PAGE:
Reasons to be hopeful


in Economics, Politics, Science, The environment

Climate change is a daunting problem, about which humanity is doing far too little. While all the characteristics that make climate change a massively difficult thing to deal with are daunting, there are also numerous reasons to be hopeful about humanity’s future. Those who are alive now are likely to live to see the question of how much the climate changes decided, either in favour of unconstrained burning of fossil fuels accompanied by unconstrained warming, or shifted decisively toward zero-carbon forms of energy and a sustainable future.

That potential shift represents a major opportunity for humanity. For tens of thousands of years, human societies functioned using renewable forms of energy: primarily sunlight embedded in crops and biomass. Since about 1750, humanity has benefited from the massive burst of embedded energy accessible in fossil fuels. The evidence of that energy is everywhere: from highways to high rises. Now, we are obliged by pragmatism and ethics to swap out the unsustainable core of all our society’s undertakings and replace it with one that is compatible with the potentially unending string of human generations which could follow this one. If the generations alive now, and those that will be born soon, manage to achieve that transition, they will have effected one of the most importance changes in the history of humanity: a great shift from a global society built on the weak and threatening foundation of fossil fuels to one that can be relied upon indefinitely.

The rate of change in human societies is easy to underestimate, and yet the world has been transformed to an enormous extent in each of the past few centuries. Those transformations have largely been uncoordinated – arising from disparate actors making choices in response to the local incentives they face, as well as their worldviews and ideologies. Functional worldviews now must be exactly that: perspectives that are capable of taking seriously the bounded, finite, and interconnected nature of the world in which we live. If we are capable of driving the emergence of such worldviews, it seems as though the benefits could be numerous. Dealing with climate change requires that we act selflessly in anticipation of problems that science has uncovered, lurking out in future decades. If we can learn to respond intelligently to that threat – and press the emergence of a political and economic system that has that capability – it seems that humanity will be knit together in a newly intentional way. A way that includes the recognition of mutual interconnection and vulnerability, which appreciates how changes that unfold across long timescales can nonetheless require present and enthusiastic action, and which may be capable of addressing the many other problems which threaten humanity, albeit not as profoundly as climate change seems to.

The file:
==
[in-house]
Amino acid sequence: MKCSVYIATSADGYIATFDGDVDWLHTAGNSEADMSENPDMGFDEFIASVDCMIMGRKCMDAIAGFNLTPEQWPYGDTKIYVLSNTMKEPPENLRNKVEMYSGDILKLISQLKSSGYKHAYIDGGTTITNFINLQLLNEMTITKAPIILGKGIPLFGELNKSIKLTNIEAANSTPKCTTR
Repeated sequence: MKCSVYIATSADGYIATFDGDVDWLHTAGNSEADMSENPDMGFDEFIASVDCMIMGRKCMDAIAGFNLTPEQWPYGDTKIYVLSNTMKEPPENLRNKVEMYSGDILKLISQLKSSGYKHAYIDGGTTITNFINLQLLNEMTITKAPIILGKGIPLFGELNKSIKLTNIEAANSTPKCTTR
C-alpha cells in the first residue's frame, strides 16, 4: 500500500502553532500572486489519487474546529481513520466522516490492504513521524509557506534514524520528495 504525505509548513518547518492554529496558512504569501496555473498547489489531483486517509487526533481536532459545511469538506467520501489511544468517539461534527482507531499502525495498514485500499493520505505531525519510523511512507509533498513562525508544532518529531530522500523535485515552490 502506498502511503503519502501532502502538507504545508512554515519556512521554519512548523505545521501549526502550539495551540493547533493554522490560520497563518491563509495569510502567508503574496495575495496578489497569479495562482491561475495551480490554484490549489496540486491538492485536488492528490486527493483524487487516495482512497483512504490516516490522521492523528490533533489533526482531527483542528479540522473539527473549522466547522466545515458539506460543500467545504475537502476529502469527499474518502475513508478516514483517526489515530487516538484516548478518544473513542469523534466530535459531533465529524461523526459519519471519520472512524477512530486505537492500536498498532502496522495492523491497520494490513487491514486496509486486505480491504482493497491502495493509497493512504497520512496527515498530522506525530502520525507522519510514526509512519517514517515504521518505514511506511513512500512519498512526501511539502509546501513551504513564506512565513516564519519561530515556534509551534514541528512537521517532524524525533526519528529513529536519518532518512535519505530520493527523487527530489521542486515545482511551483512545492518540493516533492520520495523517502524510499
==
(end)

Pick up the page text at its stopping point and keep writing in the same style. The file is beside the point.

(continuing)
In a way, the fossil fuel industry itself demonstrates the kind of human capabilities that are now required. Whereas extracting oil was once a comparatively simple matter, the global network of systems that extracts, processes, and uses fossil fuels is the product of a massive investment of resources and ingenuity across decades. Capabilities like deepwater drilling and the upgrading of heavy oils demonstrate what the combination of capital and human intellect can produce. Until now, most renewable forms of energy have been bit players from a societal perspective. As it becomes increasingly clear that the future of our energy system lies in the use of such technologies, it is fair to hope that some of those resources and intellectual capabilities will be turned to the project of their deployment and improvement.

The challenge facing us is an enormous one: one that requires a new level of global coordination across all continents and across the decades and centuries ahead. It is reasonable to see it as a test of humanity – whether we can behave collectively in an intelligent way, responding to a problem that is anticipated rather than immediately obvious, or whether we really are just a swarm which cannot be coordinated. While my reasons for hope may not be wholly rational, pressing ahead with the possibility of success in mind is surely preferable to despairing at the difficulty of the problem.